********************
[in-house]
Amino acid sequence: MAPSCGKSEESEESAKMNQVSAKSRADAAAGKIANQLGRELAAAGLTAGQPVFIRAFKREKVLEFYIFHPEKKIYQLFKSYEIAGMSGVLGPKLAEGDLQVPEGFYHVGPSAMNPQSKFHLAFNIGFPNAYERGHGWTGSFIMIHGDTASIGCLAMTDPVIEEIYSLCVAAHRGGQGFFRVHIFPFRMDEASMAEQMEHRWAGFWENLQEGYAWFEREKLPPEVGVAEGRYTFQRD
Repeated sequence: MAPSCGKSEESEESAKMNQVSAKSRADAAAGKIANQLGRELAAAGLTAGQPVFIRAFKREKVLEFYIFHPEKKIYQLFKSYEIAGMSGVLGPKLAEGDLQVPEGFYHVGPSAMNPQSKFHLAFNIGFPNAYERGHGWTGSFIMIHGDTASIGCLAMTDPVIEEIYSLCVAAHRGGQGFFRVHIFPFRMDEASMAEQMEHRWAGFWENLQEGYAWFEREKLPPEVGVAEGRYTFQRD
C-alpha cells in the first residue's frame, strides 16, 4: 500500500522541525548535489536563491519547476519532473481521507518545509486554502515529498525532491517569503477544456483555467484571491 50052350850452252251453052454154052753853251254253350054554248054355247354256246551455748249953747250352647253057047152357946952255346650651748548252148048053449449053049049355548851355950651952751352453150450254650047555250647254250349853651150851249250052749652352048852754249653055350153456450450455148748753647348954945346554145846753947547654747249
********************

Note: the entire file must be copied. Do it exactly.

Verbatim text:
[in-house]
Amino acid sequence: MAPSCGKSEESEESAKMNQVSAKSRADAAAGKIANQLGRELAAAGLTAGQPVFIRAFKREKVLEFYIFHPEKKIYQLFKSYEIAGMSGVLGPKLAEGDLQVPEGFYHVGPSAMNPQSKFHLAFNIGFPNAYERGHGWTGSFIMIHGDTASIGCLAMTDPVIEEIYSLCVAAHRGGQGFFRVHIFPFRMDEASMAEQMEHRWAGFWENLQEGYAWFEREKLPPEVGVAEGRYTFQRD
Repeated sequence: MAPSCGKSEESEESAKMNQVSAKSRADAAAGKIANQLGRELAAAGLTAGQPVFIRAFKREKVLEFYIFHPEKKIYQLFKSYEIAGMSGVLGPKLAEGDLQVPEGFYHVGPSAMNPQSKFHLAFNIGFPNAYERGHGWTGSFIMIHGDTASIGCLAMTDPVIEEIYSLCVAAHRGGQGFFRVHIFPFRMDEASMAEQMEHRWAGFWENLQEGYAWFEREKLPPEVGVAEGRYTFQRD
C-alpha cells in the first residue's frame, strides 16, 4: 500500500522541525548535489536563491519547476519532473481521507518545509486554502515529498525532491517569503477544456483555467484571491 50052350850452252251453052454154052753853251254253350054554248054355247354256246551455748249953747250352647253057047152357946952255346650651748548252148048053449449053049049355548851355950651952751352453150450254650047555250647254250349853651150851249250052749652352048852754249653055350153456450450455148748753647348954945346554145846753947547654747249